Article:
The Giant and the Sun – In search of King Arthur

We wandered the summit of Cadbury Castle, each of us alone with our thoughts before gathering once again at the centre to speak of archaeology, history and legends. Now, legends are all very well, but many a place has adopted a lucrative tale, just to pull in the tourists. The monks drew in pilgrims with dubious saints and relics, and it is no more than economic sense to capitalise on something that will help the local economy. But there are a few crumbs of fact, as well as the legends, that might place our vision of Camelot at Cadbury, even though the Arthur we think of first did not exist before the medieval romances.

Who is Arthur anyway? Is he just the hero of the medieval romances or something more? Was he the historical war leader mentioned in the oldest texts? Was he a giant? Certainly there are enough ancient sites, hills and megaliths across the country that bear his name to portray him as being of gigantic stature. Or is he something other than that? When we had first visited Cadbury, five years ago, we had both ‘picked up’ a similar impression… that of a ‘wise guardian presence’, the archetypal guardian of the land. Could the King Arthur we know today be a conflation all of these strands, buried deep within the psyche of a nation?

If a historical Arthur did exist, he was most likely a fifth century war-leader, and not an armoured and caparisoned knight. The tales we know and love have their origins hovering between medieval romance and a much older tradition, in whose stories we can find fragments and parallels.

Historically, Nennius, writing in 820, names Arthur as the dux belloram, or war commander, who fought alongside the British kings against the Saxon invasion by Horsa and Hengist and the victor of many battles, including the decisive victory of Mount Badon. The name ‘Arthur’ may have a number of origins, but the most likely seems to be that it comes from the native Brittonic arto– ‘bear’, which later became arth in Welsh.

Similar names were common throughout the Celtic world. Oddly, one of the names for the constellation Ursa Major, the Great Bear, is Arthur’s Wain. A wain is a wagon or a wheeled vehicle, and one of the earliest references to Arthur is from Gildas who lived from around 500 to 570, and who wrote of the British King Cuneglas that he had been “charioteer to the bear”. For a king to be anyone else’s charioteer would suggest that person held an elevated status. Dux belloram, perhaps?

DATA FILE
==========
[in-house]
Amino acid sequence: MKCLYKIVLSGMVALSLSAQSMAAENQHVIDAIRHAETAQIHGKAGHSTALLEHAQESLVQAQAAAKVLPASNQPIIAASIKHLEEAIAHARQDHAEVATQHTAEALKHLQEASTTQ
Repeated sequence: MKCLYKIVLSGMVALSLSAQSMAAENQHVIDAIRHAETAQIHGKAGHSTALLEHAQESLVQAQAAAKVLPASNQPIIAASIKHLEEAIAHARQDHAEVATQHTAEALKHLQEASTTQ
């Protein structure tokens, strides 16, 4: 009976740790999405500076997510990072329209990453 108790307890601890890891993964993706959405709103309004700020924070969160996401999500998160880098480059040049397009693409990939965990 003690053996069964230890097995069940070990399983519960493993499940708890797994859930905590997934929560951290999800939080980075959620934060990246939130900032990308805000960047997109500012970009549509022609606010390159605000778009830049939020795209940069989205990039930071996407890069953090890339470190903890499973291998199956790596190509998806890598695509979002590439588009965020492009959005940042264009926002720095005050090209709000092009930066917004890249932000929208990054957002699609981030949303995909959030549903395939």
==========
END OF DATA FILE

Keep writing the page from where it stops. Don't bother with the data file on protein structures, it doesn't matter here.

Stars were to play a major role in our weekend workshop, in many guises. The Great Bear has been used from time immemorial for navigation, pointing the way to the north star, with Orion’s rising and setting marking due east and west. Orion too was going to crop up again…

But, back to Arthur. There is the circumstantial evidence on the ground. An ancient trackway runs from the base of the castle to Glastonbury and is known as King Arthur’s Hunting Track. The river Cam runs close by and the nearby villages of Queen Camel and West Camel bear its name. Cadbury Castle used to be known to the villagers as Camalet too. And, from the summit of Cadbury, you can see the Tor at Glastonbury, the mythical Avalon to which most of the Arthurian stories are tied and where Merlin himself sleeps beneath the Tor.

The name ‘Cadbury’ may come from ‘Cador’s fort’ and while the legends speak of Cador, Duke of Cornwall, history tells that Cado was the historical son of a Dumnonian king named Gerren. In the old stories, he was a friend and relative of the legendary Arthur, conceived at Tintagel and therefore possibly also a Dumnonian prince. Local tales have been associating Cadbury Castle with Camelot for hundreds of years, long before the people of the land were able to read for themselves Geoffrey of Monmouth’s Historia Regum Britanniae, and there are snippets of history that add fuel to the fire, as well as local legends.

The Saxon conquest of Somerset took about fifty years longer than anywhere else due to the fierce resistance by a local king. Legend has it that this king was Arthur Pendragon. The size and scope of Cadbury, plus the etymological links and archaeology, may not confirm the claim for Arthur, but it certainly fits the known facts of resistance.

For the doubters, there is the tale of a band of knights who sleep in a cave beneath the hill, beyond a pair of iron gates, waiting to be called to the land’s need. On Christmas Eve and Midsummer’s Night they ride to water their horses in the spring beside the Saxon church at Sutton Montis, in the shadow of the hill. So deeply ingrained is this story, that when archaeologists came to work at Cadbury, one old gentleman asked if they had come ‘to wake the king’. We had not done so… or perhaps, in a way, we had, waking something higher, buried deep within ourselves, as we visualised an ancient rite and opened ourselves to the whispers of the land.